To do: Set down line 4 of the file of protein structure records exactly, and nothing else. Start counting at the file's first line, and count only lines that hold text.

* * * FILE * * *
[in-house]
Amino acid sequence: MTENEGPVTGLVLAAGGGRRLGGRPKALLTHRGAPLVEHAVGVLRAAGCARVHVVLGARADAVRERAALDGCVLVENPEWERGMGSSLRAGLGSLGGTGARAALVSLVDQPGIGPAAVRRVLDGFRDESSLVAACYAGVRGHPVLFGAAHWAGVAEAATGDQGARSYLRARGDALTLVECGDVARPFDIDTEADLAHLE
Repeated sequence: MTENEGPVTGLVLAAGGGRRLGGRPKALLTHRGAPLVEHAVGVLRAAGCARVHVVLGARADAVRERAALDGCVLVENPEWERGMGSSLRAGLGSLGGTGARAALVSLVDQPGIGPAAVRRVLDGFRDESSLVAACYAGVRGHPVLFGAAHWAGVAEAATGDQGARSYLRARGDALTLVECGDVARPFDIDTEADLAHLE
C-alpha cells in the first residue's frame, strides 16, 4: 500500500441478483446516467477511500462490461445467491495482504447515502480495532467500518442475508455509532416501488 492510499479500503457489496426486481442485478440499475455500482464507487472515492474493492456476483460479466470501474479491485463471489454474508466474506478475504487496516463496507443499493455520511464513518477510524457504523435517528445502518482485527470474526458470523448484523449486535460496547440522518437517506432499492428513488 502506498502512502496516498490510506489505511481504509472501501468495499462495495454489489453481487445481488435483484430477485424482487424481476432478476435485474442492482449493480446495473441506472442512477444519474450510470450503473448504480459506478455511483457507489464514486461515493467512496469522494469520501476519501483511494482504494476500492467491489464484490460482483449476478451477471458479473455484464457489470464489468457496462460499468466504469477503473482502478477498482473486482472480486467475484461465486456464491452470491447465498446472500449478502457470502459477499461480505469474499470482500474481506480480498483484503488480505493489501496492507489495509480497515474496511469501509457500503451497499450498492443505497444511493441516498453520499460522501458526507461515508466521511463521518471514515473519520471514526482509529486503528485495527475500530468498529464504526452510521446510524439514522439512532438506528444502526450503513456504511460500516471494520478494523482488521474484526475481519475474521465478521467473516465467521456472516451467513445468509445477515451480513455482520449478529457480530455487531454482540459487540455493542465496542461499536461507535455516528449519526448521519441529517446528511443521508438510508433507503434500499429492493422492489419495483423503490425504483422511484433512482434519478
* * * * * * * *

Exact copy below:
C-alpha cells in the first residue's frame, strides 16, 4: 500500500441478483446516467477511500462490461445467491495482504447515502480495532467500518442475508455509532416501488 492510499479500503457489496426486481442485478440499475455500482464507487472515492474493492456476483460479466470501474479491485463471489454474508466474506478475504487496516463496507443499493455520511464513518477510524457504523435517528445502518482485527470474526458470523448484523449486535460496547440522518437517506432499492428513488 502506498502512502496516498490510506489505511481504509472501501468495499462495495454489489453481487445481488435483484430477485424482487424481476432478476435485474442492482449493480446495473441506472442512477444519474450510470450503473448504480459506478455511483457507489464514486461515493467512496469522494469520501476519501483511494482504494476500492467491489464484490460482483449476478451477471458479473455484464457489470464489468457496462460499468466504469477503473482502478477498482473486482472480486467475484461465486456464491452470491447465498446472500449478502457470502459477499461480505469474499470482500474481506480480498483484503488480505493489501496492507489495509480497515474496511469501509457500503451497499450498492443505497444511493441516498453520499460522501458526507461515508466521511463521518471514515473519520471514526482509529486503528485495527475500530468498529464504526452510521446510524439514522439512532438506528444502526450503513456504511460500516471494520478494523482488521474484526475481519475474521465478521467473516465467521456472516451467513445468509445477515451480513455482520449478529457480530455487531454482540459487540455493542465496542461499536461507535455516528449519526448521519441529517446528511443521508438510508433507503434500499429492493422492489419495483423503490425504483422511484433512482434519478